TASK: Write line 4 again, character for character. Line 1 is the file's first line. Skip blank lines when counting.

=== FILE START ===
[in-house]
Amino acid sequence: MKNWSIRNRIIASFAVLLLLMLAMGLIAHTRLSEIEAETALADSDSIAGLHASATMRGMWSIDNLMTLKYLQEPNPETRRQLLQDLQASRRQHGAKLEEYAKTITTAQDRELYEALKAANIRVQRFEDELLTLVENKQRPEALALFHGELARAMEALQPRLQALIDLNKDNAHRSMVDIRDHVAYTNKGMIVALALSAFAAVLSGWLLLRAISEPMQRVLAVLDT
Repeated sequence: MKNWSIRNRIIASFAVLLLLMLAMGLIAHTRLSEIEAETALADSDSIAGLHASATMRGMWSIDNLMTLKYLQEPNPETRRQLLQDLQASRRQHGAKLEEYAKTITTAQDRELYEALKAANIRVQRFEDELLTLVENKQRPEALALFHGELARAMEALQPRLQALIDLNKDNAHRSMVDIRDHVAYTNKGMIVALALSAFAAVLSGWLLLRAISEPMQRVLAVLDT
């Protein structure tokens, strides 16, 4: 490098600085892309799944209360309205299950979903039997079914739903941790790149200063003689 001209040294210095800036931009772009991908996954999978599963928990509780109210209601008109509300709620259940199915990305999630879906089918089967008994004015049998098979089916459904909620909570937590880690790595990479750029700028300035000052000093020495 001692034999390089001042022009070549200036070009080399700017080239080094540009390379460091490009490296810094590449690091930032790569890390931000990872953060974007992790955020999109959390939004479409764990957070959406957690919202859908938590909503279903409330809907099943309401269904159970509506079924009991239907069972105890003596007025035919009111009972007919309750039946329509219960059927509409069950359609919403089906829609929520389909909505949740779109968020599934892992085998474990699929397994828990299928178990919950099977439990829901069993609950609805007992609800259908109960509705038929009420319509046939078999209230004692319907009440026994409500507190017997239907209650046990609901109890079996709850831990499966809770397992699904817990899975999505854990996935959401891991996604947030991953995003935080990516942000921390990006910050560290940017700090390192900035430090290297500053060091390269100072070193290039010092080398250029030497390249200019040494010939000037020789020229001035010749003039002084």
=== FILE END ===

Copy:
């Protein structure tokens, strides 16, 4: 490098600085892309799944209360309205299950979903039997079914739903941790790149200063003689 001209040294210095800036931009772009991908996954999978599963928990509780109210209601008109509300709620259940199915990305999630879906089918089967008994004015049998098979089916459904909620909570937590880690790595990479750029700028300035000052000093020495 001692034999390089001042022009070549200036070009080399700017080239080094540009390379460091490009490296810094590449690091930032790569890390931000990872953060974007992790955020999109959390939004479409764990957070959406957690919202859908938590909503279903409330809907099943309401269904159970509506079924009991239907069972105890003596007025035919009111009972007919309750039946329509219960059927509409069950359609919403089906829609929520389909909505949740779109968020599934892992085998474990699929397994828990299928178990919950099977439990829901069993609950609805007992609800259908109960509705038929009420319509046939078999209230004692319907009440026994409500507190017997239907209650046990609901109890079996709850831990499966809770397992699904817990899975999505854990996935959401891991996604947030991953995003935080990516942000921390990006910050560290940017700090390192900035430090290297500053060091390269100072070193290039010092080398250029030497390249200019040494010939000037020789020229001035010749003039002084």